The implications for academic attainment of perceived gender-appropriateness upon spatial task performance

Research output: Contribution to journalArticle

12 Citations (Scopus)

Abstract

Background. Male superiority in spatial ability has traditionally been used as an explanation for the male domination of ‘spatial’ disciplines such as mathematics, science and computing. Data are presented which show the degree of male domination of these disciplines at a range of academic levels.

Aims. To evaluate the effect of describing a spatial ability test either as a measure of spatial ability (traditional format) or as a measure of empathy, upon male and female performance. Psychological gender is also assessed to evaluate the role of masculinity and femininity upon performance.

Method. Eighty-four sixth form students were presented with the Group Embedded Figures Test in the assessment's traditional format and as a measure of ‘empathy’. Levels of masculinity and femininity were also assessed using the Bern Sex Role Inventory.

Results. Whilst the description of the nature of the assessment did not affect male performance, female performance varied significantly as a function of test description. Females only underperformed when the test was described as a measure of spatial ability. Additionally, those high in masculinity were found to outperform those high in femininity.

Conclusions. The results suggest that ‘apparent’ sex differences in spatial ability are more accurately described as psychological gender differences which determine the motivation to attempt the assessments.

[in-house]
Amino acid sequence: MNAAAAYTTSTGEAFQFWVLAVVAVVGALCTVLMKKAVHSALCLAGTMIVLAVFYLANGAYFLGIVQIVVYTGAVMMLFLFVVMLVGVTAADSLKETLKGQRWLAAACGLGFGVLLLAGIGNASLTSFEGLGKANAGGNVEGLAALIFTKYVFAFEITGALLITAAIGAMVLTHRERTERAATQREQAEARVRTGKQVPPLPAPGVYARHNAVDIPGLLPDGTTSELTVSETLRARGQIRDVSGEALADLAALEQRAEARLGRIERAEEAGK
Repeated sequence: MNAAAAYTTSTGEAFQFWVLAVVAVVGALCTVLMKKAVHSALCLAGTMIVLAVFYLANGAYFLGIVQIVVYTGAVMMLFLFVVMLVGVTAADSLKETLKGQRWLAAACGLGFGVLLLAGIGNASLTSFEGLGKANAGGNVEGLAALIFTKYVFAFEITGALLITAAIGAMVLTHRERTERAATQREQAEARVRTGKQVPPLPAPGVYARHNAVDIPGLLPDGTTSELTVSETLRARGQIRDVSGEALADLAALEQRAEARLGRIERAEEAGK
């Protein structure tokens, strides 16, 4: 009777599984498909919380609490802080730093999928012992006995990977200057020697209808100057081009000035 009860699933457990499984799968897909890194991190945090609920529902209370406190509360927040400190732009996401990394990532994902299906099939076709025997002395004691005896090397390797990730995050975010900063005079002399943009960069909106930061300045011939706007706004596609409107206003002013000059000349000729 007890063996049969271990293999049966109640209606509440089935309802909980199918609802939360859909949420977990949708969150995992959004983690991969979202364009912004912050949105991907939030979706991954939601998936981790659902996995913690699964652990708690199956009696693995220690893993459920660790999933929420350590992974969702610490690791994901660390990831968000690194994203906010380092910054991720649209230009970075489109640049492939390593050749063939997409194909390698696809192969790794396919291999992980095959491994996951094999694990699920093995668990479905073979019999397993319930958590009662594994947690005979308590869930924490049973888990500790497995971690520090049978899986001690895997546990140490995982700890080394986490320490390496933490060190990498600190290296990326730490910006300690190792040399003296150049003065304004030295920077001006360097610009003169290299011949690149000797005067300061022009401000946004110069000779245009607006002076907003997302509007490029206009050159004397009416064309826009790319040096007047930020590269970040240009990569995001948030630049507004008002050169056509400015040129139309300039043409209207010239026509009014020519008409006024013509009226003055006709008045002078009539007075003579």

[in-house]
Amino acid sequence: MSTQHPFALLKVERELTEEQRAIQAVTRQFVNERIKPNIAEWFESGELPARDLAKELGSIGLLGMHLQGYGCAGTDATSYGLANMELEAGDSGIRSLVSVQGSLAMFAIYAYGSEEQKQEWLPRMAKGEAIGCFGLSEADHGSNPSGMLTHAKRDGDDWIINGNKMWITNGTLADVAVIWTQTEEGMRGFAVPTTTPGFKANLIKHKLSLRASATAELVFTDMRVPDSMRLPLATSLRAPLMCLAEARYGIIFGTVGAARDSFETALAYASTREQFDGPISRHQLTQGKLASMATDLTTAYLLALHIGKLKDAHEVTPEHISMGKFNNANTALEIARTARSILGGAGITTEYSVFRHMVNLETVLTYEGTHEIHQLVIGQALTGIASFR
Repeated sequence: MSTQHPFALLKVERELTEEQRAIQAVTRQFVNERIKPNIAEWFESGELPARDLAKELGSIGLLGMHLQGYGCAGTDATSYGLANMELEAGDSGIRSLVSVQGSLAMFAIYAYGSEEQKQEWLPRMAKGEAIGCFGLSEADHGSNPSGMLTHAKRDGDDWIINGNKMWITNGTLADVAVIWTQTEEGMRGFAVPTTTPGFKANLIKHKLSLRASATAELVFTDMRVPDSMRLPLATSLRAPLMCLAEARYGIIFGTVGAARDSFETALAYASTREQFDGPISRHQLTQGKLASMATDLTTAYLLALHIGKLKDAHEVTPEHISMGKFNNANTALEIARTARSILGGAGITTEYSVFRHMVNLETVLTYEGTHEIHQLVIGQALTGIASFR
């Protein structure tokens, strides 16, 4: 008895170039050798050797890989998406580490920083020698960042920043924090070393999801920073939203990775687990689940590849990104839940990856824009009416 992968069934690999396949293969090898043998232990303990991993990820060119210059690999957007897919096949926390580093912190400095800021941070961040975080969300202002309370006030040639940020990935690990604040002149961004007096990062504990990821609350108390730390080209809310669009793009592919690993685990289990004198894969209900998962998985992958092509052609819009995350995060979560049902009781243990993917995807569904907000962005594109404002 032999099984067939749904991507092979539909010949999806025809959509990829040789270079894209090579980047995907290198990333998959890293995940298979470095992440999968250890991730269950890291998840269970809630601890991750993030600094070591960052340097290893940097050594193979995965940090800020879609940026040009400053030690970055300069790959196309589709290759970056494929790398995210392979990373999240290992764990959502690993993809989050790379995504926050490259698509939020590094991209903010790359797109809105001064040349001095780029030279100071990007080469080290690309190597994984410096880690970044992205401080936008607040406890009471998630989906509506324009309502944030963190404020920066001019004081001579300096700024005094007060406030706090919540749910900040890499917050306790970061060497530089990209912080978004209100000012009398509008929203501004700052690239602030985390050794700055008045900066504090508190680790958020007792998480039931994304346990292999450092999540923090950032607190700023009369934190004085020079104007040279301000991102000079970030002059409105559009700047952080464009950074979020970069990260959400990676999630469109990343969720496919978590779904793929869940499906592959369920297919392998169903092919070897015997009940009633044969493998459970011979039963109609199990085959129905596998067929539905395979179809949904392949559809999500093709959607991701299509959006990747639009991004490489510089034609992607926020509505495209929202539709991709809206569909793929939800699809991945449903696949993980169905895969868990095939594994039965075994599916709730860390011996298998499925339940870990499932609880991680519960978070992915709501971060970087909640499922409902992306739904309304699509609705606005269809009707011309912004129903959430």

Comment. The implications for genderised activities (such as computing) within education are discussed.

Original languageEnglish
Pages (from-to)203-215
Number of pages13
JournalBritish Journal of Educational Psychology
Volume68
Issue number2
DOIs
Publication statusPublished - 1998

Fingerprint

Task Performance and Analysis
Femininity
Masculinity
femininity
gender
masculinity
ability
performance
empathy
domination
Mathematical Computing
Psychology
Sex Characteristics
Motivation
gender-specific factors
Spatial Navigation
mathematics
Students
Education
Equipment and Supplies

Cite this

@article{8163aada10504118a253d5912b71e68c,
title = "The implications for academic attainment of perceived gender-appropriateness upon spatial task performance",
abstract = "Background. Male superiority in spatial ability has traditionally been used as an explanation for the male domination of ‘spatial’ disciplines such as mathematics, science and computing. Data are presented which show the degree of male domination of these disciplines at a range of academic levels. Aims. To evaluate the effect of describing a spatial ability test either as a measure of spatial ability (traditional format) or as a measure of empathy, upon male and female performance. Psychological gender is also assessed to evaluate the role of masculinity and femininity upon performance. Method. Eighty-four sixth form students were presented with the Group Embedded Figures Test in the assessment's traditional format and as a measure of ‘empathy’. Levels of masculinity and femininity were also assessed using the Bern Sex Role Inventory. Results. Whilst the description of the nature of the assessment did not affect male performance, female performance varied significantly as a function of test description. Females only underperformed when the test was described as a measure of spatial ability. Additionally, those high in masculinity were found to outperform those high in femininity. Conclusions. The results suggest that ‘apparent’ sex differences in spatial ability are more accurately described as psychological gender differences which determine the motivation to attempt the assessments. Comment. The implications for genderised activities (such as computing) within education are discussed.",